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Thomas Wentworth Higginson, Massachusetts in the Army and Navy during the war of 1861-1865, vol. 1, Mass. officers and men who died. 35 35 Browse Search
Thomas Wentworth Higginson, Massachusetts in the Army and Navy during the war of 1861-1865, vol. 2 13 13 Browse Search
Frederick H. Dyer, Compendium of the War of the Rebellion: Battles 9 9 Browse Search
Frederick H. Dyer, Compendium of the War of the Rebellion: Regimental Histories 6 6 Browse Search
Col. O. M. Roberts, Confederate Military History, a library of Confederate States Military History: Volume 12.1, Alabama (ed. Clement Anselm Evans) 6 6 Browse Search
William F. Fox, Lt. Col. U. S. V., Regimental Losses in the American Civil War, 1861-1865: A Treatise on the extent and nature of the mortuary losses in the Union regiments, with full and exhaustive statistics compiled from the official records on file in the state military bureaus and at Washington 5 5 Browse Search
Capt. Calvin D. Cowles , 23d U. S. Infantry, Major George B. Davis , U. S. Army, Leslie J. Perry, Joseph W. Kirkley, The Official Military Atlas of the Civil War 4 4 Browse Search
Rev. James K. Ewer , Company 3, Third Mass. Cav., Roster of the Third Massachusetts Cavalry Regiment in the war for the Union 4 4 Browse Search
Comte de Paris, History of the Civil War in America. Vol. 4. (ed. Henry Coppee , LL.D.) 3 3 Browse Search
Rebellion Record: a Diary of American Events: Documents and Narratives, Volume 8. (ed. Frank Moore) 3 3 Browse Search
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rn, held the surgeons and assistant surgeons and officers of ambulance corps to a strict accountability for a careful performance of their duties, while the latter fortified themselves by judicious oversight of their subordinates, the result was to place this department of the army on a footing which endured, with the most profitable of results to the service, till the close of the war. I vividly remember my first look into one of these field hospitals. It was, I think, on the 27th of November, 1863, during the Mine Run Campaign, so-called. General French, then commanding the Tiird Corps, was fighting the battle of Locust Grove, and General Warren, with the Second Corps, had also been engaged with the enemy, and had driven him from the neighborhood of Robertson's Tavern, in the vicinity of which the terrific Battle of the Wilderness began the following May. Near this tavern the field hospital of Warren's Second Division had been located, and into this I peered while my battery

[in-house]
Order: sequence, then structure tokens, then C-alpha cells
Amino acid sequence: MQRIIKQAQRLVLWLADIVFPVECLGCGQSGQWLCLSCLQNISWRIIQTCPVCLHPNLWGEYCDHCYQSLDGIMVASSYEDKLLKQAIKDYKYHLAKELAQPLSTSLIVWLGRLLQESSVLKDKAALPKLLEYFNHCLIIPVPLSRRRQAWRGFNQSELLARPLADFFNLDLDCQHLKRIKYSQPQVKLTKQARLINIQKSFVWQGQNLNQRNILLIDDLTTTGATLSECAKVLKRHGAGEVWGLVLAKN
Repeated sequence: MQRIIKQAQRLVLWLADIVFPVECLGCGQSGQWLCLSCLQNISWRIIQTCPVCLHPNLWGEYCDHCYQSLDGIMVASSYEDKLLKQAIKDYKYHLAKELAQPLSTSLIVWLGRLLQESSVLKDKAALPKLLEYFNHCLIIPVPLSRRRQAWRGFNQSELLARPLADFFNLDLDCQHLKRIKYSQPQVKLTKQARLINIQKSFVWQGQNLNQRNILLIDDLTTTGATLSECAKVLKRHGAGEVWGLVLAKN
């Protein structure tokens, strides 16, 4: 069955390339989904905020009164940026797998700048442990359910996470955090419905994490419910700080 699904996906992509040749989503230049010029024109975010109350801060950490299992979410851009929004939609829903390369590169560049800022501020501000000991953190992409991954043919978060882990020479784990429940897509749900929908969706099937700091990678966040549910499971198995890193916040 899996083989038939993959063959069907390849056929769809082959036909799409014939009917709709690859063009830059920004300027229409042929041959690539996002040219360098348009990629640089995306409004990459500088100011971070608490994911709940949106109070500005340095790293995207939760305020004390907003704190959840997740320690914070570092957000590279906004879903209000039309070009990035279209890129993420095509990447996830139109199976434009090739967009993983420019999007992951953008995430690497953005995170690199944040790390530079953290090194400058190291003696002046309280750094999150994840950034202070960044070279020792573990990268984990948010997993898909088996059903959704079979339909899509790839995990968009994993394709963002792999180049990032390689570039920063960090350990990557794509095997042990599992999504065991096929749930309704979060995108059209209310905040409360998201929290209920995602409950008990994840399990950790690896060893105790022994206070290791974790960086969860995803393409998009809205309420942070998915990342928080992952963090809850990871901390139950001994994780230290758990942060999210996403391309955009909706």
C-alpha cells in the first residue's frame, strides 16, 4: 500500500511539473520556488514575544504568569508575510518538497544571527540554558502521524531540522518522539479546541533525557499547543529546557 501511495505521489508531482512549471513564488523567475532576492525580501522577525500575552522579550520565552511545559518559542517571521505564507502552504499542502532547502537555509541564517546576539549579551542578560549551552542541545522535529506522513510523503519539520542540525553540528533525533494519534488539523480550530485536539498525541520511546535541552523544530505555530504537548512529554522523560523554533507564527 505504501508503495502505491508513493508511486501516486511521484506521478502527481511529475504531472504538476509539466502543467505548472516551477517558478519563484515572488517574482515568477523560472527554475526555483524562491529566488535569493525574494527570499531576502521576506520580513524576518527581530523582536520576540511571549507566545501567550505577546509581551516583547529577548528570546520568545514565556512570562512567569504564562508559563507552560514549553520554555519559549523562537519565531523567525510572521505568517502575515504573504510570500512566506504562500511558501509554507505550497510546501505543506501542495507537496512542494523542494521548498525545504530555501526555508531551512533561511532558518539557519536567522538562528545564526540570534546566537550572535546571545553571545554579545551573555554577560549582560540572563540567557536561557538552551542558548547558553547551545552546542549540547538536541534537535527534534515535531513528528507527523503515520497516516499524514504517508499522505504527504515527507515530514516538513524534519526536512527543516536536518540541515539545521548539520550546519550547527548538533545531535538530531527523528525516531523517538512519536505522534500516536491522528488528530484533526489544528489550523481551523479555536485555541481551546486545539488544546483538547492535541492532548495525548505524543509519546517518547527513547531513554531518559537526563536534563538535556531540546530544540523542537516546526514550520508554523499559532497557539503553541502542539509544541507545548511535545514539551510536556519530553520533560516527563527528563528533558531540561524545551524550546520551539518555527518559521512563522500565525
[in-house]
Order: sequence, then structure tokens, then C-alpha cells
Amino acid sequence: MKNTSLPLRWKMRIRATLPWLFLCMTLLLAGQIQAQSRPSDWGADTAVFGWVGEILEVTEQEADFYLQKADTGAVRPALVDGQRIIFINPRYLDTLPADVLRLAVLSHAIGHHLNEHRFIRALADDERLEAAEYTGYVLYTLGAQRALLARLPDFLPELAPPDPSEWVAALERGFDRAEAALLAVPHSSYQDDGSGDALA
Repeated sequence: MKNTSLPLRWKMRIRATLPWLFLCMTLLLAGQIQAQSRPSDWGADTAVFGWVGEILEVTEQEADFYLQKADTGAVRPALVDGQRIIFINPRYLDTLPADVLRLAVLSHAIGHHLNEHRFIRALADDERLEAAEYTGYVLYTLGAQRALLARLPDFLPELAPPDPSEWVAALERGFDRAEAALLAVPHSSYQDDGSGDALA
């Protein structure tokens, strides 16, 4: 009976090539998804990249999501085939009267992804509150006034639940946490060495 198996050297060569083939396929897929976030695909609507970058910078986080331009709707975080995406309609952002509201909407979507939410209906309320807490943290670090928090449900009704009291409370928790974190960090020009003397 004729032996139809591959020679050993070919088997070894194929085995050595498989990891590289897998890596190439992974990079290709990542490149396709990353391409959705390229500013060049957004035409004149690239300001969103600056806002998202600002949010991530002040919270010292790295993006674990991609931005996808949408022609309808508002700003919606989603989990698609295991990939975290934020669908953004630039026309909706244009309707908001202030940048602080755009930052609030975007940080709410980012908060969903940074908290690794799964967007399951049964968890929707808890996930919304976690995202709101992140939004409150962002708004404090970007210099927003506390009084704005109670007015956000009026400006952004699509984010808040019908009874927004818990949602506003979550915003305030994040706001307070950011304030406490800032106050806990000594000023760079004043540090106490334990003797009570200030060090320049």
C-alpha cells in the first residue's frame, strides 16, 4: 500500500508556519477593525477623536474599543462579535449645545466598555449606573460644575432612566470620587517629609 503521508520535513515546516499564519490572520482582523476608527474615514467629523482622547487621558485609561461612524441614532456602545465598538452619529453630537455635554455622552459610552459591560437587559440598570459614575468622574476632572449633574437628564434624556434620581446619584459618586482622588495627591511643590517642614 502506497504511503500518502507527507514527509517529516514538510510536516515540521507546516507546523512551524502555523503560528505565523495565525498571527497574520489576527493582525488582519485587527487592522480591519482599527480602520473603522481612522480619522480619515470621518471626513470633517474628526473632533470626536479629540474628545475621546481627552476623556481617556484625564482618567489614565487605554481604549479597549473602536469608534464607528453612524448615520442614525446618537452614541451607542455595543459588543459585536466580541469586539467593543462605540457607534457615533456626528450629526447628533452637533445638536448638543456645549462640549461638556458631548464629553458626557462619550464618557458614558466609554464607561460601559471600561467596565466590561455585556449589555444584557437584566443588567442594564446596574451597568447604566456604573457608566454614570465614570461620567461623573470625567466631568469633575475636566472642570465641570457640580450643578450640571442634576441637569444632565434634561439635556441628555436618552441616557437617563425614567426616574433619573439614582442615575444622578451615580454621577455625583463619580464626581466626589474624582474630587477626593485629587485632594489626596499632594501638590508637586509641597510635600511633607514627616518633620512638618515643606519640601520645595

Thomas Wentworth Higginson, Army Life in a Black Regiment, chapter 14 (search)
863. C. W. Hooper, N. Y. Vol. Eng., Feb. 17, 1863; First Lt., April 16, 1863. N. G. Parker, 1st Mass. Cavalry, March, 1863; First Lt., May 5, 1863. A. H. Tirrell, 1st Mass. Cav., March 6, 1863; Resigned, July 22, 1863. A. W. Jackson, 8th Me., March 6, 1863; First Lt., Aug. 26, 1863. Henry A. Beach, 48th N. Y., April 5, 1863; First Lt., April 30, 1864. E. W. Robbins, 8th Me., April 5, 1863; First Lt., April 30, 1864. A. B. Brown, Civil Life, April 17, 1863; Resigned, Nov. 27, 1863. F. M. Gould, 3d R. I. Battery, June 1, 1863; Resigned, June 8, 1864. Asa child, 8th Me., Aug. 7, 1863; First Lt., Sept., 1865. Jerome T. Furman, 52d Pa., Aug. 30, 1863; Killed at Walhalla, S. C., Aug. 26, 1865. John W. Selvage, 48th N. Y., Sept. 10, 1863; First Lt. 36th U. S. C. T., March, 1865. Mirand W. Saxton, Civil Life, Nov. 19, 1863; Captain 128th U. S. C. T., June 25, 1864 [now Second Lt. 38th U. S. Infantry]. Nelson S. White, Dec. 22, 1863; First Lt
te the high-sounding proclamation that heralded its advance. This truth is mournful, yet it is no less a truth. Nor is it possible to review in connection the events of the last of April and first of May on the Rappahannock and on the Nansemond, without reflecting that had both Federal armies been commanded with equal ability, the united results might and could have been one of the most glorious triumphs to our arms that history has yet recorded. The Richmond Examiner of the twenty-seventh November, 1863, has the following in its leading editorial upon Lieutenant-General Longstreet and his Knoxville and Suffolk campaigns, which are pronounced as parallel failures: Perhaps the result might have been different if Longstreet and his corps of the Virginia army had been in line. His operations in East-Tennessee afford little compensation for the reverse at Chattanooga, nor have the late bare and scanty news from that quarter sustained the high hope which the public justly based
Robert Underwood Johnson, Clarence Clough Buell, Battles and Leaders of the Civil War. Volume 3., Opposing forces in the Chattanooga campaign. November 23d-27th, 1863. (search)
Opposing forces in the Chattanooga campaign. November 23d-27th, 1863. For much of the information contained in this list and in similar lists to follow, the editors are indebted (in advance of the publication of the Official Records ) to Brigadier-General Richard C. Drum, Adjutant-General of the Army. K stands for killed; w for wounded; m w for mortally wounded; m for captured or missing; c for captured. The Union army: Maj.-Gen. Ulysses S. Grant. army of the Cumberland.--Maj.-Gen. George H. Thomas. General Headquarters: 1st Ohio Sharp-shooters, Capt. G. M. Barber; 10th Ohio, Lieut.-Col. W. M. Ward. Fourth Army Corps, Maj.-Gen. Gordon Granger. First division, Brig.-Gen. Charles Cruft. Escort: E, 92d Ill., Capt. Matthew Van Buskirk. Second Brigade, Brig.-Gen. Walter C. Whitaker: 96th Ill., Col. Thomas E. Champion, Maj. George Hicks; 35th Ind., Col. Bernard F. Mullen; 8th Ky., Col. Sidney M. Barnes; 40th Ohio, Col. Jacob E. Taylor; 51st Ohio, Lieut.-Col. Charles H. W
Robert Underwood Johnson, Clarence Clough Buell, Battles and Leaders of the Civil War. Volume 4., The Confederate defense of Fort Sumter. (search)